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COVID-19 misunderstanding (about rent and insolvent trading)

by Stephen on August 17th, 2020

There is little doubt that New Zealand’s failure to follow Australia, by implementing a mandatory code of conduct for commercial lease negotiations as a result of the impact of COVID-19, has been a cause of pain for many SMEs.  However, the purpose of this note is not to re-litigate the arguments for and against such a measure.  Instead, I want to focus on what appears to be a piece of misinformation doing the rounds about the correlation between rent obligations and the insolvent trading regime.

At a glance, suggestions that broad swathes of commercial landlords will refuse to negotiate further rent concessions during Auckland’s Level 3 lockdown just don’t make sense.  It is self-evident that, even in the most desirable locations, it is in landlord’s own interests to have a tenant in situ and paying something towards rent and outgoings rather than adding to the “broken teeth” that was a feature of many main street locations during the GFC. 

The Australian code noted that landlords and tenants share a common interest in working together, to ensure business continuity, and to facilitate the resumption of normal trading activities at the end of the COVID-19 pandemic during a reasonable recovery period.  For the landlord, this means that the cost of having the premises lie dormant while they find a new tenant is significant.  And for the tenant, typically the faster that they can get back to work the more likely they start down the road to recovery.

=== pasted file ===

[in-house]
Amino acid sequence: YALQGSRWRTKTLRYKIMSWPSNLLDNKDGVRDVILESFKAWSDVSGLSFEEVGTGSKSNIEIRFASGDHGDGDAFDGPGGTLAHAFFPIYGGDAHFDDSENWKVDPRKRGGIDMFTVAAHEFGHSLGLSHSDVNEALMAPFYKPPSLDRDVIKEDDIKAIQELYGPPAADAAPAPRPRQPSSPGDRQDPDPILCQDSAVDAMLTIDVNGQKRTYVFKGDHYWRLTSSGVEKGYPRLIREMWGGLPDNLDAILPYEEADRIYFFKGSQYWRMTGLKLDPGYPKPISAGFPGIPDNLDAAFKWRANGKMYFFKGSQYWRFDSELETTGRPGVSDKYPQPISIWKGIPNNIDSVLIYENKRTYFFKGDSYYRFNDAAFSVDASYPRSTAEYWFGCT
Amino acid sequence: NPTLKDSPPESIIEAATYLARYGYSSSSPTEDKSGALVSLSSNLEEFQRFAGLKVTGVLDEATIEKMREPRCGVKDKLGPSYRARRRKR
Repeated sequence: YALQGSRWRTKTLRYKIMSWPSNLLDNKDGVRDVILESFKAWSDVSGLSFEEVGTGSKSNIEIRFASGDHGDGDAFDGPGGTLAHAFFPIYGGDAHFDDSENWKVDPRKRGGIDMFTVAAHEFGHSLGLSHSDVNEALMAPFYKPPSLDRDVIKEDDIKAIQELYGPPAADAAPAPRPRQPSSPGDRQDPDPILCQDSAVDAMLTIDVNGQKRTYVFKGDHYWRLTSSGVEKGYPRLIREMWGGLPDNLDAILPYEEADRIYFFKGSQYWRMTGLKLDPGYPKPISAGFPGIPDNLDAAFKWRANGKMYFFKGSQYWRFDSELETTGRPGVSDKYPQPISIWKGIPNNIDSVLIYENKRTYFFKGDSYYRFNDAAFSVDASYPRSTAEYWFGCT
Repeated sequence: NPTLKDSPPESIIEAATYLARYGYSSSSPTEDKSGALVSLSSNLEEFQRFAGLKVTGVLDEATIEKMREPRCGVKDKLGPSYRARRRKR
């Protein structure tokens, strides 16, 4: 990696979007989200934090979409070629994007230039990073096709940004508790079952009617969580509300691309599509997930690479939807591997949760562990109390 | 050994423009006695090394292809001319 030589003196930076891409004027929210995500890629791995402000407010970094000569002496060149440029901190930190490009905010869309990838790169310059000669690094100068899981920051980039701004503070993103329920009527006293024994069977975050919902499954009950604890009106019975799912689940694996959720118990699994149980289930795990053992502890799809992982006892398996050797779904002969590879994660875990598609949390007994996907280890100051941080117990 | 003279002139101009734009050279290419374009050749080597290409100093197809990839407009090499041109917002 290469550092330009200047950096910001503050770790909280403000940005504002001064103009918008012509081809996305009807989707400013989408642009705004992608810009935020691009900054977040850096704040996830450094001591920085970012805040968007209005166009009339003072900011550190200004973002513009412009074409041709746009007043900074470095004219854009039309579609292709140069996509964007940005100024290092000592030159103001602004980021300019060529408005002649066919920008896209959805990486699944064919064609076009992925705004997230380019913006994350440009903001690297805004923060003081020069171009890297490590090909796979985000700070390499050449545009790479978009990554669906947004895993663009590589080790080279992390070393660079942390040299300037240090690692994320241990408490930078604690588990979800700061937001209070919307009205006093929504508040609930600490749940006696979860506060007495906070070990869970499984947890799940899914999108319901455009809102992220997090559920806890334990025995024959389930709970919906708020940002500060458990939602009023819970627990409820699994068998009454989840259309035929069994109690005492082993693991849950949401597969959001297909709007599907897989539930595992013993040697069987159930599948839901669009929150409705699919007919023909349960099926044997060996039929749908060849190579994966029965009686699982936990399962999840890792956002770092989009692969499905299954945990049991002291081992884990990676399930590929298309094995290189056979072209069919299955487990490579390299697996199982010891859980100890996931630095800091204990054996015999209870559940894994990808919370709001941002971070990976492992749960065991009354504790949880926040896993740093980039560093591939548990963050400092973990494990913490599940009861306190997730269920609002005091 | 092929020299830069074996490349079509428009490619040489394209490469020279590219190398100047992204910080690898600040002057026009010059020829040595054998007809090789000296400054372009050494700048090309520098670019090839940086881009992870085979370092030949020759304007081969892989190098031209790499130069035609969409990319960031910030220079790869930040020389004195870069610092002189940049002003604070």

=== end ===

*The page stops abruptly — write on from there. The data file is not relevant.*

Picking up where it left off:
Sensibly, the Australian code explicitly recognised that, while each tenancy must be considered on a case-by-case basis, rent negotiations must be based on the reduction in the tenant’s trade during the COVID-19 pandemic period and a subsequent reasonable recovery period.  In short, this is a reminder of the fundamental economic proposition that an asset’s value is simply a factor of the income stream it is capable of generating. 

There is little doubt that the latest setback, with Auckland returning to Level 3 until midnight on 26 August (and the rest of the country on Level 2) is going to hit parts of the retail sector in Auckland and elsewhere particularly hard.  However, the suggestion that some retailers won’t resume trading without a lasting agreement with the landlord about rent concessions because of fears about insolvent trading seems to be based on a rather fundamental misconception.

Insolvent trading regime

To recap, the insolvent trading regime under the Companies Act 1993 has two limbs, each of which may expose a director to personal liability:

  • section 135: which specifies a director must not agree, or cause the business being carried on in a manner likely to create a substantial risk of serious loss to the company’s creditors; and
  • Section 136:  which states that a director must not agree to the company incurring an obligation unless the director believes at that time, on reasonable grounds, that the company will be able to perform the obligation.

The Companies Act does not make it clear when an obligation is “incurred”.  However, there is some useful guidance provided by the Australian Courts, in the context of their insolvent trading regime, about when a lease debt is incurred. 

When is a debt incurred?

Two cases at the end of last century point to a simple list: